Olive Garden has no plans to expand delivery test
- Despite off-premise sales increasing 10.3% during the second quarter of fiscal year 2019, Olive Garden isn't jumping into third-party delivery at the moment, Olive Garden CEO Gene Lee told investors during an earnings call.
- The Italian restaurant chain has been testing delivery on a small group of restaurants, but the costs have been high and the customer satisfaction low, Lee told investors.
- Off-premise, which consists of takeout and catering, represented 14.6% of the casual Italian chain's sales during the quarter.
While many restaurant chains have been turning to delivery to boost sales and keep up with competitors, Olive Garden is bucking the trend. Instead, it is encouraging customers to pick up their to-go orders. Olive Garden does offer delivery for large orders with an order minimum of $100, but it delivers directly instead of through a third-party site.
If more restaurants feel this way, it could stifle the delivery industry's seemingly exponential growth. This $35 billion market is expected to reach $365 billion in sales by 2030. Delivery is expected to grow 12% annually over the next five years, according to Restaurant Business.
Some restaurants have balked at the high cost of third-party partnerships, with some sites taking as much as 30% of the order cost. According to Fast Casual, restaurants also lose control of their branding and the direct connection to their customers, two areas that Olive Garden has been working hard to improve over the last few years.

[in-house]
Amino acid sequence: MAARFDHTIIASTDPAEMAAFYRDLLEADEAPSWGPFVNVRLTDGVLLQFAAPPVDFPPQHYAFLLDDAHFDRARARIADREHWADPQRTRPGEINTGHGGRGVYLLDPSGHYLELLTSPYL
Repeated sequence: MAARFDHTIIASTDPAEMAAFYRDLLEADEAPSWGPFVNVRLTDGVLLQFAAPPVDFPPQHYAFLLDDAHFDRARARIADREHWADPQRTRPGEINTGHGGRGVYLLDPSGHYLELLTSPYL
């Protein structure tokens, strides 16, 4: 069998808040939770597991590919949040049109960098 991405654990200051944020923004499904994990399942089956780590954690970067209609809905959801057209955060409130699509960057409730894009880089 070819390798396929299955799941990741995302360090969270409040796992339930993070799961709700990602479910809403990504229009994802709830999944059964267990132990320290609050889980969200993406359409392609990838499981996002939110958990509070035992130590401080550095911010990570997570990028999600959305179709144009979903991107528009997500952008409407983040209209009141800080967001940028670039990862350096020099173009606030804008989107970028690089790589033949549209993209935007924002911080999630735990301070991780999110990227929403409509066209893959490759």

Some restaurants have been investing directly in third-party delivery, such as Yum investing $200 million in Grubhub, which may offer more platform integration to improve some of these metrics.
At the same time, restaurants that don't offer delivery could be left as the trend grows. A little over a third of meals from restaurants are now eaten at home, and 2030, it's possible that most meals that would have been cooked at home will instead be ordered online and delivered, investment bank UBS told Forbes.
Despite these forthcoming trends, the Italian casual chain doesn't seem to be hurting by not offering delivery. Its sales rose 4.9% during the second quarter to $998 million, according to a press release. Its year-to-date fiscal year 2019 sales grew 5.6% to $2 billion. Traffic also was down by 0.8% during the quarter even though same-restaurant sales increased 3.5%.
Even though the restaurant backed off of offering promotions, it did have two successful promotions including a Buy One Take One campaign, which allows guests to order an entree and then take a second one home, and the reintroduction of the Never Ending Pasta Bowl, which allows customers to have unlimited pasta. It also offered 1,000 customers an annual pasta pass, which provides pass holder never-ending pasta for $300. It sold out in under a minute, Lee told investors. The restaurant appears to fine focusing on the things that work and improve customer satisfaction instead of throwing delivery into the mix at this time.
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